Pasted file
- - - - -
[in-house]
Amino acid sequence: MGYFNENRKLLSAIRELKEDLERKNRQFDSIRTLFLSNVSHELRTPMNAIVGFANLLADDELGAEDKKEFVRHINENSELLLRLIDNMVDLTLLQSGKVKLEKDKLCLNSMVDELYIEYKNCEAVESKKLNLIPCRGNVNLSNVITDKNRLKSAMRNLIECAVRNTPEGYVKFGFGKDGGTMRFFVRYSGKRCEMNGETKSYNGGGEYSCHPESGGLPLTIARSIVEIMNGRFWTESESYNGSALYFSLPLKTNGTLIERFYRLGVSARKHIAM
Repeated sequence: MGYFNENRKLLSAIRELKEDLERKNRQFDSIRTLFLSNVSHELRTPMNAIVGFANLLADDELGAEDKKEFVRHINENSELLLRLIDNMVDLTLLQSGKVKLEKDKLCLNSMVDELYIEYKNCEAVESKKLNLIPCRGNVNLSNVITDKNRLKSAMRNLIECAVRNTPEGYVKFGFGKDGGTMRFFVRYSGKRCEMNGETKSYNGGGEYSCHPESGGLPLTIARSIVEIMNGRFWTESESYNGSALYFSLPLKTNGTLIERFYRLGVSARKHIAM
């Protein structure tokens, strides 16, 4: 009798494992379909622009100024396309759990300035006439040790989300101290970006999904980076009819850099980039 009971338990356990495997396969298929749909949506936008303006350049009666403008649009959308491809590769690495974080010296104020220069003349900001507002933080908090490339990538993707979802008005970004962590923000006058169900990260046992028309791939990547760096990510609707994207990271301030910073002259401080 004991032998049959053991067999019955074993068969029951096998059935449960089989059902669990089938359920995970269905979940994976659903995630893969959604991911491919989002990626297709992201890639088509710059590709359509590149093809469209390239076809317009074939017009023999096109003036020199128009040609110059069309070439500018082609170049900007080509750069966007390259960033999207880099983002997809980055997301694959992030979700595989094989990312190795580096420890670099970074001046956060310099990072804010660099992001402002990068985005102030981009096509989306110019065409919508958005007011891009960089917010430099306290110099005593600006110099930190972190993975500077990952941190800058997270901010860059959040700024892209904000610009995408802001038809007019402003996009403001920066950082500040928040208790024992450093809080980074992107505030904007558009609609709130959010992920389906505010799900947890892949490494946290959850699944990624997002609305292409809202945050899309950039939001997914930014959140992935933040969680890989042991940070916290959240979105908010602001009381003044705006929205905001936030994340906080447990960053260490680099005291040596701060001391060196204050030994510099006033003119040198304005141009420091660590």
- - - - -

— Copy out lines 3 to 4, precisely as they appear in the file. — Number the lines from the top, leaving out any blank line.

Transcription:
Repeated sequence: MGYFNENRKLLSAIRELKEDLERKNRQFDSIRTLFLSNVSHELRTPMNAIVGFANLLADDELGAEDKKEFVRHINENSELLLRLIDNMVDLTLLQSGKVKLEKDKLCLNSMVDELYIEYKNCEAVESKKLNLIPCRGNVNLSNVITDKNRLKSAMRNLIECAVRNTPEGYVKFGFGKDGGTMRFFVRYSGKRCEMNGETKSYNGGGEYSCHPESGGLPLTIARSIVEIMNGRFWTESESYNGSALYFSLPLKTNGTLIERFYRLGVSARKHIAM
């Protein structure tokens, strides 16, 4: 009798494992379909622009100024396309759990300035006439040790989300101290970006999904980076009819850099980039 009971338990356990495997396969298929749909949506936008303006350049009666403008649009959308491809590769690495974080010296104020220069003349900001507002933080908090490339990538993707979802008005970004962590923000006058169900990260046992028309791939990547760096990510609707994207990271301030910073002259401080 004991032998049959053991067999019955074993068969029951096998059935449960089989059902669990089938359920995970269905979940994976659903995630893969959604991911491919989002990626297709992201890639088509710059590709359509590149093809469209390239076809317009074939017009023999096109003036020199128009040609110059069309070439500018082609170049900007080509750069966007390259960033999207880099983002997809980055997301694959992030979700595989094989990312190795580096420890670099970074001046956060310099990072804010660099992001402002990068985005102030981009096509989306110019065409919508958005007011891009960089917010430099306290110099005593600006110099930190972190993975500077990952941190800058997270901010860059959040700024892209904000610009995408802001038809007019402003996009403001920066950082500040928040208790024992450093809080980074992107505030904007558009609609709130959010992920389906505010799900947890892949490494946290959850699944990624997002609305292409809202945050899309950039939001997914930014959140992935933040969680890989042991940070916290959240979105908010602001009381003044705006929205905001936030994340906080447990960053260490680099005291040596701060001391060196204050030994510099006033003119040198304005141009420091660590």